The Love of God
In this was manifested the love of God toward us, because that God sent his only begotten Son into the world, that we might live through him. Herein is love, not that we loved God, but that he loved us, and sent his Son to be the propitiation for our sins. 1 John 4:9-10
How important is it to know the love of God in Christ? In my reading of church history, I can tell you that the men and women who have accomplished most for the cause of God and truth in this world have done so out of a compelling sense of the love of God towards them. They weren’t moved by legalistic motives. Rather, they would say with the apostle Paul, “The love of Christ constraineth us” (2 Cor. 5:14). A true sense of the love of God does not lead to spiritual lethargy. It doesn’t make indolent Christians. People who say they know the love of Christ and yet lead spiritually barren and fruitless lives don’t really know what they are talking about.
Paul’s prayer in Ephesians 3 underlines the importance of knowing the love of Christ. He prays that the saints would “be able to comprehend with all saints what is the breadth, and length, and depth, and height; and to know the love of Christ, which passeth knowledge, that ye might be filled with all the fullness of God” (ver. 18-19). I cannot imagine a greater blessing than to be filled with all the fullness of God. We are all seeking to be filled – satisfied – and yet satisfaction in the soul remains so elusive for so many of us. Perhaps it is because we are seeking satisfaction in things that cannot ultimately satisfy. God alone can do it. And yet, the language of being filled with all God’s fullness seems like it ought to be off bounds and beyond our reach – and impossible hope. And so Paul ends his prayer this way: “Now unto him that is able to do exceeding abundantly above all that we ask or think [like knowing the love of Christ which is beyond knowledge – like being filled with all God’s fullness], according to the power that worketh in us, unto him be glory in the church by Christ Jesus throughout all ages, world without end. Amen” (ver. 20-21).
We need to understand that Paul was praying this for all the believers. This should be the goal of every follower of Christ. And the early Christians did know something of this: “Whom having not seen, ye love; in whom, though now ye see him not, yet believing, ye rejoice with joy unspeakable and full of glory” (1 Pet. 1:8). In fact, has it ever struck you how often believers are described in the NT as being “full?” (See, for example, Acts 6:5, 8; 9:36; 11:24; Rom. 15:14; Jam. 3:17.) The key was that they knew in a real, experiential way the love of God in Christ.
You cannot of course be faithful to Christ if you do not love him. “If you love me,” our Lord said, “you will keep my commandments.” In fact, all of God’s law is summed up in terms of love: love the Lord you God with all your heart and your neighbor as yourself. But you cannot love God if you know nothing about his love. Love begets love. “We love him because he first loved us” (1 Jn. 4:19).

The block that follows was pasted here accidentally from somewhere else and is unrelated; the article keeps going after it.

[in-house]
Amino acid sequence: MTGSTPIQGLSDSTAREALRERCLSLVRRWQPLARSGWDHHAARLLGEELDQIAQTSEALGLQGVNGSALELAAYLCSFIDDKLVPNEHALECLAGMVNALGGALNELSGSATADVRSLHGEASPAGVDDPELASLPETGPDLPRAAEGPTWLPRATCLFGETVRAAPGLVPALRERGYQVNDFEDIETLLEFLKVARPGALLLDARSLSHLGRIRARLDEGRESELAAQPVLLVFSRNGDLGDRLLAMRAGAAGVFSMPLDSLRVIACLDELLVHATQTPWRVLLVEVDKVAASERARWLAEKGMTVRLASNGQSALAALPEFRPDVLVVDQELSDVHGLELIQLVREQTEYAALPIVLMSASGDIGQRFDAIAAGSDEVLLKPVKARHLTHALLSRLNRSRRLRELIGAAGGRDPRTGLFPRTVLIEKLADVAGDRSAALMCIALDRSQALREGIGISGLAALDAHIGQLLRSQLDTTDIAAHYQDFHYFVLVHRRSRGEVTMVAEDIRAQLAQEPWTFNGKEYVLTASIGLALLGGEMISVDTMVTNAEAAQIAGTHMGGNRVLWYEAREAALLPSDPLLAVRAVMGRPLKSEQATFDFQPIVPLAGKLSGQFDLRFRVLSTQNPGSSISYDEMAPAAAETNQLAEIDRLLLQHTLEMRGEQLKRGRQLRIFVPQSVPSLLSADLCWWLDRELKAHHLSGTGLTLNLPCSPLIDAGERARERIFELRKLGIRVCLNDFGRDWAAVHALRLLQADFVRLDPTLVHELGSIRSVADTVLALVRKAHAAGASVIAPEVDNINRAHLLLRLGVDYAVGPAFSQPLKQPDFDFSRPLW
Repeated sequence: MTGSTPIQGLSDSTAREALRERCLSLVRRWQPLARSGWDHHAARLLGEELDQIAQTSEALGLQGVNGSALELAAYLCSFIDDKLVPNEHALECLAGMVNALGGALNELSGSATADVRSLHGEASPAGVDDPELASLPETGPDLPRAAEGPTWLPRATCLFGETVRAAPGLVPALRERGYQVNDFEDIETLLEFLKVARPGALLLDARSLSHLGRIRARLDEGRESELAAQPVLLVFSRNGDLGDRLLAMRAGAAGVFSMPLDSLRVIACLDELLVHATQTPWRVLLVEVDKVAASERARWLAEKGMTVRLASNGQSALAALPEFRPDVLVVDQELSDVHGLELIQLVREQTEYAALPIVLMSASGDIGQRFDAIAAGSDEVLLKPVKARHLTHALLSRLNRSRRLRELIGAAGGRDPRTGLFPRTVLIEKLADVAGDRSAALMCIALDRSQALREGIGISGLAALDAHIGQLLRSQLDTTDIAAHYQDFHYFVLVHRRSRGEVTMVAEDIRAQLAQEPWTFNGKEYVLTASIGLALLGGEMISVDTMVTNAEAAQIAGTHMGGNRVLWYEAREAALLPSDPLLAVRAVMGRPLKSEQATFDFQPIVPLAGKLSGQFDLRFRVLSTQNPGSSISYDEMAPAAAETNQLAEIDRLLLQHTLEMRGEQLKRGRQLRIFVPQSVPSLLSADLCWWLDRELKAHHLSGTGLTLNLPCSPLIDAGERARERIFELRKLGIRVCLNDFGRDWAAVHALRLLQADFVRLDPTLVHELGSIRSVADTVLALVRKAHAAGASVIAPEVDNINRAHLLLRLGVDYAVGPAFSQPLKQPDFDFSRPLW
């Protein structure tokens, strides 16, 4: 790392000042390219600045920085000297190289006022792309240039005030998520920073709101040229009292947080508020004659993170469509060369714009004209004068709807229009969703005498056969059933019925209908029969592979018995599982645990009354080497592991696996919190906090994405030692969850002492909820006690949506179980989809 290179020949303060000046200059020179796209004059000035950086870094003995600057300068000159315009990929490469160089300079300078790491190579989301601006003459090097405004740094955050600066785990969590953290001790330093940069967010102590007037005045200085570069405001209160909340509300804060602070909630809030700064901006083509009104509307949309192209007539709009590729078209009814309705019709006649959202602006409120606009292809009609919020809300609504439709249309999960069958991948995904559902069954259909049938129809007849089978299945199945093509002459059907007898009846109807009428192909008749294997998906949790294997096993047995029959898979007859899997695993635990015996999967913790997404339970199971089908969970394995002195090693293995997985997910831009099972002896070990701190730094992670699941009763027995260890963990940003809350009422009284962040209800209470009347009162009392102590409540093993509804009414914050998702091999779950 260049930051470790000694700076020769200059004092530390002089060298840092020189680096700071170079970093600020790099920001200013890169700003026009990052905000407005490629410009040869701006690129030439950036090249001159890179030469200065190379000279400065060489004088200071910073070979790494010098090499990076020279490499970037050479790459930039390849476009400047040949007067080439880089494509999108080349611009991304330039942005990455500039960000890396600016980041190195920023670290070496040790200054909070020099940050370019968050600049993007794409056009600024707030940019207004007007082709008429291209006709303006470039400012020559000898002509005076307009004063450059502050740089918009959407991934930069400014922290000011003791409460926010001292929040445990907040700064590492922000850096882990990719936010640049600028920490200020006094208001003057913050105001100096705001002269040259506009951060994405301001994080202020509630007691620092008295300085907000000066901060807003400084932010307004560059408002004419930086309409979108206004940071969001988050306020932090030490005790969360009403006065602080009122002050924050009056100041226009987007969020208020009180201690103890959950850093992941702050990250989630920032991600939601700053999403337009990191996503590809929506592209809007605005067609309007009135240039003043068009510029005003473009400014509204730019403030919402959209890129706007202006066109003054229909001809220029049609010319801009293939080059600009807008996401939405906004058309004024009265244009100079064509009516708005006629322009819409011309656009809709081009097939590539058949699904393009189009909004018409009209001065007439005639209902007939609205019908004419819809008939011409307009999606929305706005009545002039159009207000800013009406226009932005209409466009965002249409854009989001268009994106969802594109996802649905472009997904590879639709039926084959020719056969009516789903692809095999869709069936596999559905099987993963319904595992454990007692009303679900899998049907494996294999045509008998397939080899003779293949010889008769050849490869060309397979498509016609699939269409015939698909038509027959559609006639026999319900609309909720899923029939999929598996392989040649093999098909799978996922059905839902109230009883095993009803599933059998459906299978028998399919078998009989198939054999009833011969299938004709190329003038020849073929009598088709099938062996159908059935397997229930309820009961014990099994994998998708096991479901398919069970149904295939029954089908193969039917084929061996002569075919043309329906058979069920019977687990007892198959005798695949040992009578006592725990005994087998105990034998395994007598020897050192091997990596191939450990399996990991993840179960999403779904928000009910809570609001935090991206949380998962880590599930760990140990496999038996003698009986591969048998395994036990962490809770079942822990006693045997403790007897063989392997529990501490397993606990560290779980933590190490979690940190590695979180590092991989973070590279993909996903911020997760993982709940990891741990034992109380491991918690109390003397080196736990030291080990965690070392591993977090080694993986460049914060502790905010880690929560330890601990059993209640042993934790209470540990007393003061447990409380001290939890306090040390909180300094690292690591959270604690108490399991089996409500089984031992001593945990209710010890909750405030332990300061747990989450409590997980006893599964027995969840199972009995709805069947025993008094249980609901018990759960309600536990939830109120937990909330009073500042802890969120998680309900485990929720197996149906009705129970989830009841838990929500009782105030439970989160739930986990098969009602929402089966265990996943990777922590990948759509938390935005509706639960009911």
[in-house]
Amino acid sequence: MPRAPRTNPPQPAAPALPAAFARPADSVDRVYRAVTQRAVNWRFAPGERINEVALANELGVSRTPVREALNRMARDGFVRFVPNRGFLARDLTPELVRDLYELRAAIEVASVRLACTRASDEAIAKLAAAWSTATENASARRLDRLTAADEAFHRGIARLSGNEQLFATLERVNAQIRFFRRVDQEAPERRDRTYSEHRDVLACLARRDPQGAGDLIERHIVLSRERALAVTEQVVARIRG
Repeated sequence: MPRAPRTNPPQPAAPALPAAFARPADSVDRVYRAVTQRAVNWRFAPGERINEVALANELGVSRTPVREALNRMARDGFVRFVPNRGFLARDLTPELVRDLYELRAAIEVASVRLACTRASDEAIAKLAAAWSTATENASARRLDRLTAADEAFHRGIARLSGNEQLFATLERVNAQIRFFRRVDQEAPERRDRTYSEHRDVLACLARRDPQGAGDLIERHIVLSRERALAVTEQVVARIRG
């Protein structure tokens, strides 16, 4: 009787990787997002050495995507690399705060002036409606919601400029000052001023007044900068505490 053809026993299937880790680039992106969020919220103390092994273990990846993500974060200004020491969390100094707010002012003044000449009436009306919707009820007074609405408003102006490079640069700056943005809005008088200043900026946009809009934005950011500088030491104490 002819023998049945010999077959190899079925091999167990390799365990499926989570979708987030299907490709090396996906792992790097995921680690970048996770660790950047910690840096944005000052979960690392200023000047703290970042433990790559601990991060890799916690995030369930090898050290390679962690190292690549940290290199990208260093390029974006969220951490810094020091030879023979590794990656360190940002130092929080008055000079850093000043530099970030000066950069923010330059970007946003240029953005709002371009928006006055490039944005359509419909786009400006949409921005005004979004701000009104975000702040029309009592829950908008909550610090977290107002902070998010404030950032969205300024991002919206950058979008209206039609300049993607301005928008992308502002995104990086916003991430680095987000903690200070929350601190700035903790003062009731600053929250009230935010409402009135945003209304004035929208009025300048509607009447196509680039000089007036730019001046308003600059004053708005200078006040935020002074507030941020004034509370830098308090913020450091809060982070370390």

So I think we can consider no greater subject than that of the love of God in Christ. It is not important from a merely theoretical standpoint; knowing the love of God is the key to the Christian life. The question then is, how do we know it? How can we become like the early Christians, like Paul? How can we become the kind of person who finds the love of God irresistibly compelling?
Surely the first step is truly understanding this love of God. We must beware of approaching this subject from a purely subjective standpoint. Paul prayed for the Ephesians to “comprehend” – to take hold of with the mind – the love of Christ. This is what the apostle John helps us to do in our text. He tells us how the love of God has been manifested and made known. In other words, God’s love is not necessarily what we want it to be, or what we imagine it to be. God’s love is made known to us through Jesus Christ, and explained in the writings of his apostles. And nowhere is there a clearer exposition of God’s love than in our text.
How is God’s love manifested? It is manifested in the place to which God sent his Son, in the fact that God sent his Son into the world. Now we are all aware of how painful it can be to walk into the heat of summer from an air-conditioned house. But that is nothing to the difference between the glory of heaven and the blistering desert of this lonely world to God’s Son. Some of you know how shocking it can be to go from your home into a third world country. But this is nothing compared to what it must have been for the Son of God to leave heaven and come to earth. There is no culture shock that even compares to what the Son of God must have experienced. The apostle John tells us that “the whole world lieth in wickedness” (1 Jn. 5:19). This is what the Son of God came into. He came from a country in which God’s will is perfectly and only and always done into a world which is ruled over by the Prince of darkness. It must have been sickening to him. We are used to it, because we have always lived in this environment. But our Lord was a stranger – he surely never got used to it. And yet he came – not for his sake but for ours. That is love. He came into this world and it received him not. He was despised and rejected of men – in order to save sinners. That is love.